Lynda Benglis’s exhibition: A treat for our senses

If you are an avid reader of The Art Stories you know how much respect and admiration we have for women that make it in their chosen field. Multiply that by 10 every time a female artist of Greek descent innovates with their creations and you get our enthusiasm when we were invited to the press preview of Lynda Benglis’ exhibition. It’s been a while since we’ve seen an exhibition that hit all the right spots in our soul but Lynda Benglis’ In the Realm of the Senses set the bar very high for NEON Greece. NEON is the nonprofit cultural foundation that took the initiative to bring Lynda and her works to Greece for this “mini retrospective”, as David Anfam, the exhibition’s curator called it. So, who is Lynda Benglis and what makes her exhibition at the Museum of Cycladic Art so special?

Lynda Benglis was born in 1941 in Louisiana and she has been creating for over 50 years now. She uses diverse materials such as wax, clay, ceramic, gold and paper to create her post-minimalist sculptures. Her art could be met at the intersection of sculpture and painting, as she often paints on clay or paper, playing with texture and colour as well as creating an illusion of movement in her works. It is hard to say whether she belongs to any particular art school given that she has experimented with so many different techniques and materials. 

From left to right: Cygnus, 1982, Wire Mesh from bronze, zinc spray, copper, aluminum, acrylic varnish, Private Collection, Athens
Greater Prairie Chicken/Lesser Prairie Chicken, 2014, Handmade paper on wired mesh, tempera, acrylic, gold leaf, 210,8 x 20,3 x 21,6 cm, Grant from the artist and Pace Gallery
Clay Boeotian statue of a woman with a priestly stand, Cycladic Museum, K. Politis Collection, number 101

One thing is for certain though; her Jackson Pollock influences, which are evident in her “fallen paintings” as we can see in Baby Contraband in the first room of the Stathatos Building. Pollock was the one that took the historical decision to use the floor as a support surface for his paintings. Lynda saw what he was doing as an Abstract Expressionist and took his idea a few steps further. She let moulded latex stay on the floor, forming what is now called the aforementioned fallen paintings. 

What is really impressive in her work is her willingness to experiment and, as a result, innovate with her materials. Tall sculptures made from polyurethane and steel exude sensuality and remind us of the ancient greek Three Graces. Her three whimsical fountains are her own version of mixing aspects of the human culture and landscapes in a sculpture that celebrates her relationship to water. For Benglis, “Louisiana is mainly water, and we are water”. Benglis was never interested to do just one thing as many of her male counterparts and that is evident throughout the exhibition.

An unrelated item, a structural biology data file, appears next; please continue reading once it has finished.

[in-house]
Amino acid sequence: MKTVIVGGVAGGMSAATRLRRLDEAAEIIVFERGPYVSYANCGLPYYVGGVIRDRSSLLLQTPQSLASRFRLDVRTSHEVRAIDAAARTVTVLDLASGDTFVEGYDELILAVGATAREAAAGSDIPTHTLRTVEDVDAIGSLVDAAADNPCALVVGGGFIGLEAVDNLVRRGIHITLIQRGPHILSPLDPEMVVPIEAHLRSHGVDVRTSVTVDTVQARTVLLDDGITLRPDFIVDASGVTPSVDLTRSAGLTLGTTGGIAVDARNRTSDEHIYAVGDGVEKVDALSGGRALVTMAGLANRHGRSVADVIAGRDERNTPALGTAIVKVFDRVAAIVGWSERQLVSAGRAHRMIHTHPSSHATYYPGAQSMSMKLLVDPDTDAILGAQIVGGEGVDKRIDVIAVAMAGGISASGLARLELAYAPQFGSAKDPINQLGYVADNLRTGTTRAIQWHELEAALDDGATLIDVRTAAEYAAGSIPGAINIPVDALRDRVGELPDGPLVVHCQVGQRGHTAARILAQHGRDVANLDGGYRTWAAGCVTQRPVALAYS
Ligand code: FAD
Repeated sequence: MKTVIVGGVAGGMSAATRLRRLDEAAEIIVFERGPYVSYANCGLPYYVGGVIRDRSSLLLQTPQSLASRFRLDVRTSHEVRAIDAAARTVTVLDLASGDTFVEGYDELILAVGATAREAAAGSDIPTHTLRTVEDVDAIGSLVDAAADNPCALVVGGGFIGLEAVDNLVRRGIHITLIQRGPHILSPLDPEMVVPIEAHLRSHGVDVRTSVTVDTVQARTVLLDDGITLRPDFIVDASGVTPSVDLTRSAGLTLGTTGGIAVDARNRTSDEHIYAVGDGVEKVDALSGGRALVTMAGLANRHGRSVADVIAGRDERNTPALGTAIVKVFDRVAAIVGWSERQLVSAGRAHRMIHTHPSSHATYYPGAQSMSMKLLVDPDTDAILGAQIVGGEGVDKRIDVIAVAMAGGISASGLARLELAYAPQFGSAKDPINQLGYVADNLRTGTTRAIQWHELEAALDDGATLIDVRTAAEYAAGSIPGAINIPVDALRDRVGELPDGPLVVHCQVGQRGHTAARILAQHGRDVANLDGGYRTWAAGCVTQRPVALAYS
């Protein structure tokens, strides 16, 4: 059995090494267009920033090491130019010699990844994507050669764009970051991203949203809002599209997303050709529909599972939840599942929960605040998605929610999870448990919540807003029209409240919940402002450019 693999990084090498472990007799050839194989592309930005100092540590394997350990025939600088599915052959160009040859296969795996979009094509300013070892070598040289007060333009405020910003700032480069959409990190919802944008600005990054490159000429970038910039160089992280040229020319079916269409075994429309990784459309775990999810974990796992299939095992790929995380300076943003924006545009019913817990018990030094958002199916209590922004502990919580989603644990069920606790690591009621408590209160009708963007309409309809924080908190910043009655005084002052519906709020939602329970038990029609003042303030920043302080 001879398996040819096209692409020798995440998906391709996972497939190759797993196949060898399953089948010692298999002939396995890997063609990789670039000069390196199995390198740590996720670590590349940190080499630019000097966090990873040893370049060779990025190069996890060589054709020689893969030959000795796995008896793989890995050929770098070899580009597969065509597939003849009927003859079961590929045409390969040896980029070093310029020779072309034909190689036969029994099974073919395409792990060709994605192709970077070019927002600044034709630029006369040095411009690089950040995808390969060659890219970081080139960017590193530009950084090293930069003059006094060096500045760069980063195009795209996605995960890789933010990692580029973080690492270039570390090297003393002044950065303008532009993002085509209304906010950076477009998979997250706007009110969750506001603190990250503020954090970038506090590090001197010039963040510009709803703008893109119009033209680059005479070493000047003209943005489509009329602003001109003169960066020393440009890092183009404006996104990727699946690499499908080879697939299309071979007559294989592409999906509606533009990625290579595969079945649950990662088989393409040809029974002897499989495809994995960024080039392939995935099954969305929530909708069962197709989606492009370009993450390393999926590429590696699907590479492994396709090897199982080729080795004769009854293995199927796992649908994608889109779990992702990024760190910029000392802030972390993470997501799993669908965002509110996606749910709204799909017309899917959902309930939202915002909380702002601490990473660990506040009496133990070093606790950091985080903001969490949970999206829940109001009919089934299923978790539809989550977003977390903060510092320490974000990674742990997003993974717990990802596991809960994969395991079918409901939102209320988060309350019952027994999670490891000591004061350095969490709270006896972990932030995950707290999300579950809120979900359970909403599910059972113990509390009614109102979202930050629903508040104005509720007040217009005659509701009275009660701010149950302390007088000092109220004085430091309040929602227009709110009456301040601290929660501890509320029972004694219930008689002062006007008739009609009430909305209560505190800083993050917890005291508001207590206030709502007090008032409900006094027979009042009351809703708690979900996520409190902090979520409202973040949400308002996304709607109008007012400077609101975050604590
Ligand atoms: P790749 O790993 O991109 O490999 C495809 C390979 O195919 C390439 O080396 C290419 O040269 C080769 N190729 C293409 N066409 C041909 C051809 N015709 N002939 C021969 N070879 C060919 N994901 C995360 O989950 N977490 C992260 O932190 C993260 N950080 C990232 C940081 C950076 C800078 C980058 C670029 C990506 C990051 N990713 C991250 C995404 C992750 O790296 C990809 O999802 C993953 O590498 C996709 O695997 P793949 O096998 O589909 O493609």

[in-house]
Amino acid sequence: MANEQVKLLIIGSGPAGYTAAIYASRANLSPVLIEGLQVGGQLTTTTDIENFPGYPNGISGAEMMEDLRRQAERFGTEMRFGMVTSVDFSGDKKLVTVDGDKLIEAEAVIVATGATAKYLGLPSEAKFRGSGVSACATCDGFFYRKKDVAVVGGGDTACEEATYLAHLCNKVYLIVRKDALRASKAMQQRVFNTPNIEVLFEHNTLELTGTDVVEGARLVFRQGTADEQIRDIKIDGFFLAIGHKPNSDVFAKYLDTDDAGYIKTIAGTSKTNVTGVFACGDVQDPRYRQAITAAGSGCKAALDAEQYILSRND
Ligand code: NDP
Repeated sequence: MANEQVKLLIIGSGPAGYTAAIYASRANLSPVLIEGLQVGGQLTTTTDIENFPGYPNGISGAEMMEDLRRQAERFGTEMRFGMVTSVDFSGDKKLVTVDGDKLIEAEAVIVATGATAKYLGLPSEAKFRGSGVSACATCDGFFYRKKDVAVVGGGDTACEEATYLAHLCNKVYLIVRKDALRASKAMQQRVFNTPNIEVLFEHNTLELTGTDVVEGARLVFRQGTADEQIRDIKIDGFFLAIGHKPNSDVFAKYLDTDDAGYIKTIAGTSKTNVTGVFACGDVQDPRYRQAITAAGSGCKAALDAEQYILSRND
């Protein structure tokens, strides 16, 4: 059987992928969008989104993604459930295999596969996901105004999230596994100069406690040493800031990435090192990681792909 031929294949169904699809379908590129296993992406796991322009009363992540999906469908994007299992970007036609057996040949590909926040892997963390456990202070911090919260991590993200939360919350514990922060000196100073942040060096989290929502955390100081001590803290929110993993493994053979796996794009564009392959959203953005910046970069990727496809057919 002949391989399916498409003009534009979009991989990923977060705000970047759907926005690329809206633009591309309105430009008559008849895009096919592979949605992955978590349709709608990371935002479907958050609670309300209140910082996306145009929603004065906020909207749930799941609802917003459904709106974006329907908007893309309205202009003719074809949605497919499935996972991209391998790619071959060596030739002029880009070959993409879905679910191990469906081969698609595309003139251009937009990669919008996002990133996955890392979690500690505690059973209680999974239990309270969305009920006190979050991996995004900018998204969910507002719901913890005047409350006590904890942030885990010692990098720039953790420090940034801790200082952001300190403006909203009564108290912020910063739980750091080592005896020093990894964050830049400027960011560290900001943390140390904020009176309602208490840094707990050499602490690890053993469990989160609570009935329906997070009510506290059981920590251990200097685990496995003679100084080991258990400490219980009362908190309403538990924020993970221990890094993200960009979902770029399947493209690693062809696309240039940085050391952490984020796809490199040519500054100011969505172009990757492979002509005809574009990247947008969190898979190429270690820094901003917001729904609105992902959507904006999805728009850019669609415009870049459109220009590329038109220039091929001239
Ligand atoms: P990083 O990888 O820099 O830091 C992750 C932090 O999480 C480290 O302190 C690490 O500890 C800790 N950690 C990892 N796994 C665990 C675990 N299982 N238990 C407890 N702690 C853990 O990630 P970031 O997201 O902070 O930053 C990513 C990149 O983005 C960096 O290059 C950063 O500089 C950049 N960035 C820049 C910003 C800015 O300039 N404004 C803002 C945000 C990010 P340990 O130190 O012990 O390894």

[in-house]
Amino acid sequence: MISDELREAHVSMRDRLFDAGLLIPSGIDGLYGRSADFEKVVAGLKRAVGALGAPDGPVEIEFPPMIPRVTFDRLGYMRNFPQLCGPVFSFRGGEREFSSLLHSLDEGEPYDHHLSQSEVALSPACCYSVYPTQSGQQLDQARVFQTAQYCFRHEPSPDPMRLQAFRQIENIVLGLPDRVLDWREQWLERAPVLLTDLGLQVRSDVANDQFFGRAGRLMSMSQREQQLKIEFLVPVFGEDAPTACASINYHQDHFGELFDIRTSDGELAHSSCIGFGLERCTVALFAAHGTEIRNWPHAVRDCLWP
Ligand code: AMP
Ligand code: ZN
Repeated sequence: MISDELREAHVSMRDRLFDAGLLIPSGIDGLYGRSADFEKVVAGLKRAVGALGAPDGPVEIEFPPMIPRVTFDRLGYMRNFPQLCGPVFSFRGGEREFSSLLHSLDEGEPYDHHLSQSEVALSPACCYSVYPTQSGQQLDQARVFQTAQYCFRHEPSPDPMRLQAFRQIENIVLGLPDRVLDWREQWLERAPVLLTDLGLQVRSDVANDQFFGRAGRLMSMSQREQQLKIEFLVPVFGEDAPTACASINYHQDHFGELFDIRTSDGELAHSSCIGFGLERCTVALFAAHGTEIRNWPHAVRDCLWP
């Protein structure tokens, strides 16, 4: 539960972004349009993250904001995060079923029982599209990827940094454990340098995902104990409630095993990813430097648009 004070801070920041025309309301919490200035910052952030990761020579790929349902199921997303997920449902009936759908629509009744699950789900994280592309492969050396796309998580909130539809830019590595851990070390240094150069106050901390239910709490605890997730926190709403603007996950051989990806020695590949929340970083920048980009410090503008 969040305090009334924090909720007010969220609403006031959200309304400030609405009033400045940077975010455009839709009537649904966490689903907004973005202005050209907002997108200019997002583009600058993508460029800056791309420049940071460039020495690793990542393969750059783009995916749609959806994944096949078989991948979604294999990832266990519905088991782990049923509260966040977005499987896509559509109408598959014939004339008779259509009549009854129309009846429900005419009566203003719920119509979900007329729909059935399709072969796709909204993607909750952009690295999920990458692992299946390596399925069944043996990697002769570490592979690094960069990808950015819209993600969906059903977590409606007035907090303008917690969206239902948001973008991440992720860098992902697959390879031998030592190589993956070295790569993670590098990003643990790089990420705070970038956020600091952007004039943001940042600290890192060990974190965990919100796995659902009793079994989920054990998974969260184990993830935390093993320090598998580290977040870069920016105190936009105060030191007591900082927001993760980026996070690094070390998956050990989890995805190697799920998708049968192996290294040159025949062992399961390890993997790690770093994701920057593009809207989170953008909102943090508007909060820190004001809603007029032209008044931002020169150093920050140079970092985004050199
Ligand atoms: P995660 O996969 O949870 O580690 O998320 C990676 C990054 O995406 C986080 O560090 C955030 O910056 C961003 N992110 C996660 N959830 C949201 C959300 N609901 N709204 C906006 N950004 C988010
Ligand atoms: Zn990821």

From front to back:  Come, 1969-1974, Bronze, Version 2 of 3, 35,6 x 81,3 x 121,9 cm, Private Collection, London
Swiggle II, 1978, Wire mesh from bronze, cotton, clay, gesso, glue, gold leaf, 27,9 x 15,2 x 6,9 cm, Private Collection
Gold Luster, 1981, glazed ceramic, Edition 1 from 1HC, 73,6 x 50,8 x 11,4 cm, Private Collection
Installation view ©Πάνος Κοκκινιάς
Courtesy of NEON

Her works are fluid, sensual and colourful. You can see in her floor piece entitled Come that she is willing to explore her sexual nature as part of the human experience. Come is, at the same time, a metaphor for the human condition that starts with birth and ends with death, bringing humans back down to the place they came from. Along with her 36 sculptures the Museum of Cycladic Art kindly added 3 pieces from its collection that remind us of Benglis’ ancient Greek references. A glass stirrer that dates back to the 1st century AC compliments Bee Sting and Greater Prairie Chicken and invites our smell to a party for our senses. 

Ancient greek shapes and forms are Benglis’ bread and butter. Her pleats that remind her of the Greek bread and the golden elements of the christian orthodox are only some of the elements that highlight her relationship to Greece as part of her identity. As a reminder of the pleats seen on the clothing of Ancient Greek statues and, thus, Benglis’ greek roots, the Museum of Cycladic Art shows us a small clay part of a Boeotian statuette made in 400 BC. Meanwhile, The three knots that close the exhibition serve as proof of her love for materials that are highly transformable. She has managed to turn the initial material into something completely different, creating forms to depict the energy that flows freely into the room. Energy, sensuality, movement and water are only some of the elements that are always present in Lynda Benglis’ work that still continues to create since 1969. The constant movement of nature and humans is a focal point in her sculptures, but more than anything, it is Benglis’ artistic evolution that reminds us that everything is in flux.

Opening hours:

Monday-Wednesday-Friday-Saturday: 10:00 – 17:00
Thursday: 10:00 – 20:00
Sunday: 11:00 – 17:00
Tuesday: closed

Free guided tours (registration required):
Wednesday : 12:00 – 13:00
Thursday: 18:30 – 19:30

Entry fee€5